Why Write Kinky?: a Guest Post by Counterpoint Author Anna Zabo

I’m thrilled to once again have Anna Zabo on the site to celebrate their newest release, Counterpoint, the second book in the Twisted Wishes series, which came out on September 24! (For more on the first, see here.) They’re here to talk about writing kink, and while I’m sure everyone’s eager to get to that, let’s check out their new release first 😉

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Twisted Wishes lead guitarist Dominic “Domino” Bradley is an animal onstage. But behind his tight leather pants and skull-crusher boots lies a different man entirely, one who needs his stage persona not only to perform, but to have the anonymity he craves. A self-imposed exile makes it impossible to get close to anyone outside the band, so he’s forced to get his sexual fix through a few hot nights with a stranger.

When computer programmer Adrian Doran meets Dominic, he’s drawn to the other man’s quiet voice and shy smile. But after a few dirty, demanding nights exploring Dominic’s need to be dominated, Adrian wants more than a casual distraction. He has no idea he’s fallen for Domino Grinder—the outlandish, larger-than-life rock god.

Dominic is reluctant to trust Adrian with his true identity. But when the truth is revealed prematurely, Dominic is forced to reevaluate both his need for Adrian and everything he believes about himself.

CW: Quirks and Warnings: Contains D/s and bondage. Also discusses anxiety and depicts a panic attack.

Buy it: Carina / Amazon / B&N / iBooks / Google Play / Kobo / universal link

And here’s the post!

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I do have to admit that at one point in my career, I worried that I would become labeled as only a BDSM romance author. I have written romance without BDSM, but even in those, there are moments of kinkiness or explorations of power dynamics, so after a while I realized I was just going to have to embrace the kink and the label, to some extent. Not every novel I write is going to have kink, but it’s probably safe to assume that many will.

There’s just something about kink that I find fascinating, especially when paired with romance. Kink doesn’t have to be paired with romance. In real-life settings, it often isn’t. Heck, kink doesn’t have to be paired with sex. It’s a pleasure in its own right and doesn’t have to be anything but that.

However, I think one of the reasons I enjoy exploring kink in novels is that it take a certain amount of trust and understanding between partners. It’s a deep experience—for all parties involved. And that trust, that understanding—for me—ties into the kind of trust and understanding I like to see in romantic partners (or platonic partners in the case of aromantic folks). The caution, care, consent, and thoughtfulness that goes into good kink is the same sort of caution, care, consent, and thoughtfulness I want to see in—well all relationships, really.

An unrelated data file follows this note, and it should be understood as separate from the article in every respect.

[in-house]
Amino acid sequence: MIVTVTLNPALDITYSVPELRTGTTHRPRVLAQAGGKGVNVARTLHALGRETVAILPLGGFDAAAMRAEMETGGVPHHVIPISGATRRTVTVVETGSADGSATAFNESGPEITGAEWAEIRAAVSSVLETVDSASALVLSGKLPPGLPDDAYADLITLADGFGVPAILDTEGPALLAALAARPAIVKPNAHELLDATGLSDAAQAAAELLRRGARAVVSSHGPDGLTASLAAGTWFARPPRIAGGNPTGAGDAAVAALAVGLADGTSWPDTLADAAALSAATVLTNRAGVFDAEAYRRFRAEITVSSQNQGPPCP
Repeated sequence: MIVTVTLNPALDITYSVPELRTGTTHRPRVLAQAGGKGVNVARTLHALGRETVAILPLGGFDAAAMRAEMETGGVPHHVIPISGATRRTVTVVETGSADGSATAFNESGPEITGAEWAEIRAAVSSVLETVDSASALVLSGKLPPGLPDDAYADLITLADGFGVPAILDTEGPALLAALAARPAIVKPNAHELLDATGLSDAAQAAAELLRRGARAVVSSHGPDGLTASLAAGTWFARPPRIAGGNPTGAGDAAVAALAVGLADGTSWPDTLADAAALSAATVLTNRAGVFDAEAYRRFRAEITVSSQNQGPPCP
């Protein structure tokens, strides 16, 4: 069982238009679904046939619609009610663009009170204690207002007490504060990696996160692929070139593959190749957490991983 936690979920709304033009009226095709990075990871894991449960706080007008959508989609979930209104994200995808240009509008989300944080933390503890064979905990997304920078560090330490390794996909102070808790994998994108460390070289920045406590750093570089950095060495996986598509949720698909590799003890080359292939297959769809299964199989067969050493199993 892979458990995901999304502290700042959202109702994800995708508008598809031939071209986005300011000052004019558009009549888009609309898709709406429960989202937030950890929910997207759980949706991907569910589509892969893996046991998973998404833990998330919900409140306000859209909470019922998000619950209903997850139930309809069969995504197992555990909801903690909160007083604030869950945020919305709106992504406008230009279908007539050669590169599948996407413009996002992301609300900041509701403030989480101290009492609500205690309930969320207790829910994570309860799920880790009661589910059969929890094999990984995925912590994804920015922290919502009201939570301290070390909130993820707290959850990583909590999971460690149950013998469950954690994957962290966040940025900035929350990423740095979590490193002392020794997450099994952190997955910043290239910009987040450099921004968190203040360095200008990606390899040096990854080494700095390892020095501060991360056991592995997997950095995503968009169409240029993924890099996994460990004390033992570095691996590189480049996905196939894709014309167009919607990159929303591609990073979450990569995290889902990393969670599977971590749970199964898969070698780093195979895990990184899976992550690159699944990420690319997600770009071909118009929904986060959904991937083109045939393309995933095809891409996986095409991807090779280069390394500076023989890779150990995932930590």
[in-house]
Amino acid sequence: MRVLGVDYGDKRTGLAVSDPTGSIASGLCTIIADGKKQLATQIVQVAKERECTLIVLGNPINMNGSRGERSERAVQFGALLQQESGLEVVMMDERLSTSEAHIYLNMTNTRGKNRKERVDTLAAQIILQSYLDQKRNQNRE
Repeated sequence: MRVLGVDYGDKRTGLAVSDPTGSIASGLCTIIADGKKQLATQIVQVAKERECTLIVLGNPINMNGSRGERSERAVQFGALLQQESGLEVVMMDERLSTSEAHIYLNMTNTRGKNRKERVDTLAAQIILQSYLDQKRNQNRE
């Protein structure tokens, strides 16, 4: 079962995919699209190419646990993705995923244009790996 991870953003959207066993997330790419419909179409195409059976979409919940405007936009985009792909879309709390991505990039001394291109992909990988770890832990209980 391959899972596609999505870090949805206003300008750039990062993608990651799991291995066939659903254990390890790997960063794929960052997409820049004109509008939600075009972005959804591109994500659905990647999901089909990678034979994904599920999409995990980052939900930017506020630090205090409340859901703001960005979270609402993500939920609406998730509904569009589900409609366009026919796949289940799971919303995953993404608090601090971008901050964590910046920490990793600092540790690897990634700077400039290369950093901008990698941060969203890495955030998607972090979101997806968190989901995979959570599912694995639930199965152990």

There’s also a vulnerability in kink that feeds well into the vulnerability of opening your heart or soul to another human being. Again, it’s that deep trust that the other person (or persons) will not harm you as you pursue this mutual attraction to see where it leads. And then there’s the comfort of finding someone compatible with you, whether it’s because they finish your sentences, love rollercoasters, or the beach, are really great, or happen to love tying you up. It’s cherishing those moments of intense connection—the ones that take your breath away.

Kink also is its own kind of privacy and intimate connection, even if there are other people watching, because at a certain point, all that exists for the participants is each other and that connection. Could be pain, could be submission, could be bondage. But it exists because of the people involved and is this strong focus between them and to them. Its a little hard to describe in abstract.

And maybe that’s why I enjoy writing kink so much, because it gives me a chance to describe those feelings and emotions and connections to people. And in a romance novel, you’re already describing the intense connection between partners. Kink is just another element of that. And if it provides a little understanding as to why people might choose kink in their life, all the better.

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Anna Zabo writes contemporary and paranormal romance for all colors of the rainbow. They live and work in Pittsburgh, Pennsylvania, which isn’t nearly as boring as most people think.

Anna grew up in the wilds of suburban Philadelphia before returning to their ancestral homelands in Western Pennsylvania. As a child they were heartily disappointed to discover that they couldn’t grow up to be what they wanted (a boy, a cat, a dragon), so they settled on being themself whenever possible, which may be a combination of a boy, a cat, and a dragon. Or perhaps a girl, a knight, and a writer. Depends on whom you ask. They do have a penchant for colorful ties and may be hording a small collection of cufflinks.They can be easily plied with coffee.

Anna has an MFA in Writing Popular Fiction from Seton Hill University, where they fell in with a roving band of romance writers and never looked back. They also have a BA in Creative Writing from Carnegie Mellon University.

Anna uses they/them pronouns and prefers Mx. Zabo as an honorific.

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One thought on “Why Write Kinky?: a Guest Post by Counterpoint Author Anna Zabo”

  1. I think I’ve read all of Anna’s books (really liked or loved all of them), and the kink is so well done that I don’t even think of it as a separate thing. It’s just a part of the relationship and who these men are. Reading Counterpoint now and loving all of it! Can’t wait to see what they can do with Mish💖

    Like

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